If only the Internet had been around at the time of my biggest autistic special interests!

I can only imagine how much time I would’ve spent looking at photos of, for instance, mental hospitals and mental patients.

Yes, that was one of my biggest obsessions at one point: schizophrenia, mental patients and mental hospitals.

I just KNOW I would’ve spent huge amounts of time on searches for exterior and interior images of mental hospitals, including pictures of “mental wards” prior to the implementation of antipsychotic drugs such as Thorazine.

I would’ve spent hours and hours and hours reading psychiatric journals – specifically about schizophrenia.

The Internet is a godsend for autistic people, including kids, allowing them to easily access information and imagery of their hyperfixations.

When I was in the midst of my great shark obsession, I only had newspaper articles and tabloid magazines dedicated to shark attacks to fulfill my hunger. And some books.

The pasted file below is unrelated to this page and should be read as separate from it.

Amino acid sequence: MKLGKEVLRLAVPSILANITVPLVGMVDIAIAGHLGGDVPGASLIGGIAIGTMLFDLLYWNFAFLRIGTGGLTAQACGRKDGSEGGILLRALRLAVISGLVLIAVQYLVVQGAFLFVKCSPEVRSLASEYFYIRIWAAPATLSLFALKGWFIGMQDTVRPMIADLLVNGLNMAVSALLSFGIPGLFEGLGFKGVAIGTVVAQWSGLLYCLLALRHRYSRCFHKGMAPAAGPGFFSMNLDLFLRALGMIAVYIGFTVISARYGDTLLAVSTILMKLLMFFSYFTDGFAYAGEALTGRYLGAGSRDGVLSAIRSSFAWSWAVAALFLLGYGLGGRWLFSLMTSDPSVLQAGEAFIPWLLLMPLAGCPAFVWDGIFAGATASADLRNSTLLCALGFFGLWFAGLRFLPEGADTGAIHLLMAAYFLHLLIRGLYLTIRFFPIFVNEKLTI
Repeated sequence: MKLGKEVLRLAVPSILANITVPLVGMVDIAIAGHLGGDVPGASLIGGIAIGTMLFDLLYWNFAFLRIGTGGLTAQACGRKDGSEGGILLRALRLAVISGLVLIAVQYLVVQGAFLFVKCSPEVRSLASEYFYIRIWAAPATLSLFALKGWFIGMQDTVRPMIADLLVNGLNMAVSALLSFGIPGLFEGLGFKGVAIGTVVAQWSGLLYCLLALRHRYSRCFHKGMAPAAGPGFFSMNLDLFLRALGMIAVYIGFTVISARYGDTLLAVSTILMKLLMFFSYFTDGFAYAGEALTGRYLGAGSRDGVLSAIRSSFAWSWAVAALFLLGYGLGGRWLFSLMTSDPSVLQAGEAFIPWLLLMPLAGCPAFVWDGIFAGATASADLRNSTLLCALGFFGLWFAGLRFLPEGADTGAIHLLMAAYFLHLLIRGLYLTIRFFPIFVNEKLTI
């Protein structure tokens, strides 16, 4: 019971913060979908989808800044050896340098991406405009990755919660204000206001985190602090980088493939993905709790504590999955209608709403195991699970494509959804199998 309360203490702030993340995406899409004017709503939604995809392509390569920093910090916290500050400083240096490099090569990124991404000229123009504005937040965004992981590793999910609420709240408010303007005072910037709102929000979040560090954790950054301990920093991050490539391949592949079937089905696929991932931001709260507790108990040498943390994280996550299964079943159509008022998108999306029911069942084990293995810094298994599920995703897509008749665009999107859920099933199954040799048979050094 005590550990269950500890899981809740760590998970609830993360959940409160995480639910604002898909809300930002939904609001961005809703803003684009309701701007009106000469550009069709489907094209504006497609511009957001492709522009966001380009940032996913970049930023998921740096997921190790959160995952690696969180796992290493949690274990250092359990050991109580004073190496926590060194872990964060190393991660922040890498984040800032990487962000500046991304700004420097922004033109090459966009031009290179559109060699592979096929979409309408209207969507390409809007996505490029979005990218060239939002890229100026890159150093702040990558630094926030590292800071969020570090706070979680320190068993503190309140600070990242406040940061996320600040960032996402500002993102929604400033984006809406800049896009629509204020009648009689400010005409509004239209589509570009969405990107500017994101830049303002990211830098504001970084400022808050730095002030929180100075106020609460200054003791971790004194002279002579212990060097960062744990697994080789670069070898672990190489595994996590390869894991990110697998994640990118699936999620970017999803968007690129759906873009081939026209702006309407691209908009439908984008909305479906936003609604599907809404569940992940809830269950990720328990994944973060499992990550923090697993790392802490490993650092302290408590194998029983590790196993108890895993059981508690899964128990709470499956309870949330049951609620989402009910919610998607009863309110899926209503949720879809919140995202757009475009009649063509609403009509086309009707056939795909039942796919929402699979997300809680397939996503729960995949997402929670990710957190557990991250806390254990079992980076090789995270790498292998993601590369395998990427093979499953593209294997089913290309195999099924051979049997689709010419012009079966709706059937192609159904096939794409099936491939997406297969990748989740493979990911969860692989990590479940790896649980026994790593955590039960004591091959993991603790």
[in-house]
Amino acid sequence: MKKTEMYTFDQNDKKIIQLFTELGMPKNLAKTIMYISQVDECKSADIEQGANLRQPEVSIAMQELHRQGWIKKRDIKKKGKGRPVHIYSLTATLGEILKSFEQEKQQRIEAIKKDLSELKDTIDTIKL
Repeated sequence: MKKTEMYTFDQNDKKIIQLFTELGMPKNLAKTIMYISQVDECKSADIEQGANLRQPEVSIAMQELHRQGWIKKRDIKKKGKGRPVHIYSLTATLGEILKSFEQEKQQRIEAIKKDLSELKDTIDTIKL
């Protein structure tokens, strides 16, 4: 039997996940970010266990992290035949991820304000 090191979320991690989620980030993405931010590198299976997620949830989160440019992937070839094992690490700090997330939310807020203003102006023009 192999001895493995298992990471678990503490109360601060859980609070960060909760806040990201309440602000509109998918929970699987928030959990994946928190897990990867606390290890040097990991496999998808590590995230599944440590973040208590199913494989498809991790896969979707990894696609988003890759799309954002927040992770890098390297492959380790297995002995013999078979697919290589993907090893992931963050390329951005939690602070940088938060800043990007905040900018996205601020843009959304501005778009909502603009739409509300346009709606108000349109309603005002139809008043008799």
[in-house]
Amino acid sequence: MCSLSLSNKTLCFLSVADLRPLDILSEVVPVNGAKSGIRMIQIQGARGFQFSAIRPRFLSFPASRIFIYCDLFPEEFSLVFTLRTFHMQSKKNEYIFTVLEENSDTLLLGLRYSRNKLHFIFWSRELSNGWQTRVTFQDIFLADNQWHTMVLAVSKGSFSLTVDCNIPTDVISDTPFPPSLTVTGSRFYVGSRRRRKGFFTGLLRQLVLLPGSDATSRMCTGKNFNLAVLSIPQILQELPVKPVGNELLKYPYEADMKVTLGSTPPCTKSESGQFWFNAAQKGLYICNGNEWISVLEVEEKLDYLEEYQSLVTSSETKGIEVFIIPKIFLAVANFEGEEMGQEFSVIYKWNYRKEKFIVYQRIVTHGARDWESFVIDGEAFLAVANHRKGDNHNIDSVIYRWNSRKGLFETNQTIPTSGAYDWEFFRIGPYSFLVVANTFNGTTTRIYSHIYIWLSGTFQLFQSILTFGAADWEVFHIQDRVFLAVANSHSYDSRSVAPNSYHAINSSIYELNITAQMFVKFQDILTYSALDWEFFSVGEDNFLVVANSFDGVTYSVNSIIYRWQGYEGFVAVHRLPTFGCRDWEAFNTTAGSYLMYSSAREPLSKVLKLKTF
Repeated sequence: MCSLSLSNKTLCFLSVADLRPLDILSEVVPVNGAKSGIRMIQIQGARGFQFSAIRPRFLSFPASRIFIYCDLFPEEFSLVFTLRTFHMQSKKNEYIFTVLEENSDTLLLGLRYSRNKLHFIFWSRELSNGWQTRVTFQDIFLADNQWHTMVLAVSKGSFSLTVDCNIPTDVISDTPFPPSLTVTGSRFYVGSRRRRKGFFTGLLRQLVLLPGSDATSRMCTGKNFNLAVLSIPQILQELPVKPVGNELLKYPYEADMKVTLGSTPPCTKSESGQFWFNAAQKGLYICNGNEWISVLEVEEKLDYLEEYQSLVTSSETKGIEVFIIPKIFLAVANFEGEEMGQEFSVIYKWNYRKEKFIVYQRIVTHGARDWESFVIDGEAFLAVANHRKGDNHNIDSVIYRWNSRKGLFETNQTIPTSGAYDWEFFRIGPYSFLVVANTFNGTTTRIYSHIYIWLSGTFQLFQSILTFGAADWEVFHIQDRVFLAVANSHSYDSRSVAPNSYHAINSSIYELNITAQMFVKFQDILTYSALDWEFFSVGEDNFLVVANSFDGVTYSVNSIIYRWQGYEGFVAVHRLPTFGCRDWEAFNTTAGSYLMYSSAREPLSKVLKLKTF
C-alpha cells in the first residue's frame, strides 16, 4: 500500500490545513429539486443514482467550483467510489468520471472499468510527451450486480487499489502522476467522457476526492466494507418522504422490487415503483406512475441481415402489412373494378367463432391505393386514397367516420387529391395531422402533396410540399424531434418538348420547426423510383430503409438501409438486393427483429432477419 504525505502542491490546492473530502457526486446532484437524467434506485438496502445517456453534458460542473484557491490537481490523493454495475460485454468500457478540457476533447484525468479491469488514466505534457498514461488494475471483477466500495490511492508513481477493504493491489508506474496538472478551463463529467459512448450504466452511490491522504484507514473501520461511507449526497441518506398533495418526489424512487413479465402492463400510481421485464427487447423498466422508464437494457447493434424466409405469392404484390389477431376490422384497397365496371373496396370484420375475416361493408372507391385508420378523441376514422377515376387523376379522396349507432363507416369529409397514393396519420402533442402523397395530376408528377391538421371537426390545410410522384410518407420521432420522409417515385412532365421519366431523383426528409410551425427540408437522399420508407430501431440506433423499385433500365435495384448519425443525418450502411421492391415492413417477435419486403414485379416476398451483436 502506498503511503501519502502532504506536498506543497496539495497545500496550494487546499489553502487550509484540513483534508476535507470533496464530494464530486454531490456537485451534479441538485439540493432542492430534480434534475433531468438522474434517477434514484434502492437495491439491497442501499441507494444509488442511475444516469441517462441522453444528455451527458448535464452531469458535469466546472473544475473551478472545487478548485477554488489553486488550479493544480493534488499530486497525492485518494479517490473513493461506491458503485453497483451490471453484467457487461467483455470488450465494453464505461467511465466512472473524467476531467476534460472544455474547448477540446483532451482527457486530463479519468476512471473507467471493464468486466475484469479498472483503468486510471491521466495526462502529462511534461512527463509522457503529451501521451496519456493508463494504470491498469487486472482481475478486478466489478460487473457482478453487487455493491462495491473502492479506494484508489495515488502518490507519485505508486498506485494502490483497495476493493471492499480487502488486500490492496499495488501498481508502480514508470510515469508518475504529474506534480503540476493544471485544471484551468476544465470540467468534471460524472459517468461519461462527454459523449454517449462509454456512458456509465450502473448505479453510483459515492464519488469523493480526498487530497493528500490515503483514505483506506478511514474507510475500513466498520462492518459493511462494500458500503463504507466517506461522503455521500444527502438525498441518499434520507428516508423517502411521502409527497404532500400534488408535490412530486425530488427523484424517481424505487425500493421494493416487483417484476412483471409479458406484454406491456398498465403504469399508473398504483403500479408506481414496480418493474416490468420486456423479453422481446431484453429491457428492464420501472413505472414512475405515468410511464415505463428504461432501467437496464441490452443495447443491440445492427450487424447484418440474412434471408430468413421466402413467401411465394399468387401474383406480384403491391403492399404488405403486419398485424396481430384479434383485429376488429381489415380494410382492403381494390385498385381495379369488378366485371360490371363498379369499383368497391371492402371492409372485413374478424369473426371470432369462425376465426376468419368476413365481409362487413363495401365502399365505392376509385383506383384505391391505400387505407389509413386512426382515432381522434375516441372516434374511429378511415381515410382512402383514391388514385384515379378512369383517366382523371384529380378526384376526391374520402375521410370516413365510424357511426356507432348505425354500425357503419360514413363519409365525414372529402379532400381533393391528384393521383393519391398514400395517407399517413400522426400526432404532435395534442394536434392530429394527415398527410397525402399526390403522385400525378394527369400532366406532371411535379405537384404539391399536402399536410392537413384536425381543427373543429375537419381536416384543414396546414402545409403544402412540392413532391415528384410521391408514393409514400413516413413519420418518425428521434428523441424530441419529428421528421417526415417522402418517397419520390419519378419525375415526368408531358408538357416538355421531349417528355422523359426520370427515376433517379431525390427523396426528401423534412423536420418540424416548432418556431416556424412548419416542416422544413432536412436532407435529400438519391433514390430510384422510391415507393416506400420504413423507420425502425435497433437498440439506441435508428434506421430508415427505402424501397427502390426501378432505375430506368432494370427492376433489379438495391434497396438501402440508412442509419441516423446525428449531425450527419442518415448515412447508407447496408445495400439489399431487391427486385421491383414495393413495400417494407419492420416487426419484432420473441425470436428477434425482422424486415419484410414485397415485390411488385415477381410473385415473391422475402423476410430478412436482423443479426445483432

And I could never believe those tabloids, what with their obviously fake photos of sharks swimming around with a person half sticking out of their mouths.

By the time I got sucked (no pun intended) into the special interest of wood chipper deaths, the Internet was in full swing, and I googled this topic bone dry.

At one point I knew how wood chippers worked and how a built-in mechanism could sense entrapment of a human in the grinders and automatically shut the machine off.

Tree care worker “chipping” brush. Roy Pedersen